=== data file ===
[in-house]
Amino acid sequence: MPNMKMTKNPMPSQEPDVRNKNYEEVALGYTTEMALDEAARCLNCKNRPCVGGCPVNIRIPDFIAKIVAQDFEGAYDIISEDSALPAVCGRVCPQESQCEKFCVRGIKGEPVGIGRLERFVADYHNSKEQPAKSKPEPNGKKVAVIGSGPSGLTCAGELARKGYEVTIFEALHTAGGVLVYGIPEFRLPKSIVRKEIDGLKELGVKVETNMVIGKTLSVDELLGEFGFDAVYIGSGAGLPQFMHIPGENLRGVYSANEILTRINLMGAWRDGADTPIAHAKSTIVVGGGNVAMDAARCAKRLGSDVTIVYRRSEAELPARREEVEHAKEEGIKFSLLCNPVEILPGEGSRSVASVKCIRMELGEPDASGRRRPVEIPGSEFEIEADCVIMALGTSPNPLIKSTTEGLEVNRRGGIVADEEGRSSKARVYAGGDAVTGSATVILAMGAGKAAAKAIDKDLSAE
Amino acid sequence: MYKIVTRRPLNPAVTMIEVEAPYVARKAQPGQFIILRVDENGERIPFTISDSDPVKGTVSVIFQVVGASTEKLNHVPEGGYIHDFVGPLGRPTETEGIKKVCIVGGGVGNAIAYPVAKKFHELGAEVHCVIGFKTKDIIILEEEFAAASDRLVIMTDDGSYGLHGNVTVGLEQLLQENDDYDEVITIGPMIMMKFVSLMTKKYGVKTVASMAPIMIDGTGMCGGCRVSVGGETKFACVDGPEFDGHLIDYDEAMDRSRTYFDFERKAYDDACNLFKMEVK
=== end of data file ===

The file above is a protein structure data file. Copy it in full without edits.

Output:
[in-house]
Amino acid sequence: MPNMKMTKNPMPSQEPDVRNKNYEEVALGYTTEMALDEAARCLNCKNRPCVGGCPVNIRIPDFIAKIVAQDFEGAYDIISEDSALPAVCGRVCPQESQCEKFCVRGIKGEPVGIGRLERFVADYHNSKEQPAKSKPEPNGKKVAVIGSGPSGLTCAGELARKGYEVTIFEALHTAGGVLVYGIPEFRLPKSIVRKEIDGLKELGVKVETNMVIGKTLSVDELLGEFGFDAVYIGSGAGLPQFMHIPGENLRGVYSANEILTRINLMGAWRDGADTPIAHAKSTIVVGGGNVAMDAARCAKRLGSDVTIVYRRSEAELPARREEVEHAKEEGIKFSLLCNPVEILPGEGSRSVASVKCIRMELGEPDASGRRRPVEIPGSEFEIEADCVIMALGTSPNPLIKSTTEGLEVNRRGGIVADEEGRSSKARVYAGGDAVTGSATVILAMGAGKAAAKAIDKDLSAE
Amino acid sequence: MYKIVTRRPLNPAVTMIEVEAPYVARKAQPGQFIILRVDENGERIPFTISDSDPVKGTVSVIFQVVGASTEKLNHVPEGGYIHDFVGPLGRPTETEGIKKVCIVGGGVGNAIAYPVAKKFHELGAEVHCVIGFKTKDIIILEEEFAAASDRLVIMTDDGSYGLHGNVTVGLEQLLQENDDYDEVITIGPMIMMKFVSLMTKKYGVKTVASMAPIMIDGTGMCGGCRVSVGGETKFACVDGPEFDGHLIDYDEAMDRSRTYFDFERKAYDDACNLFKMEVK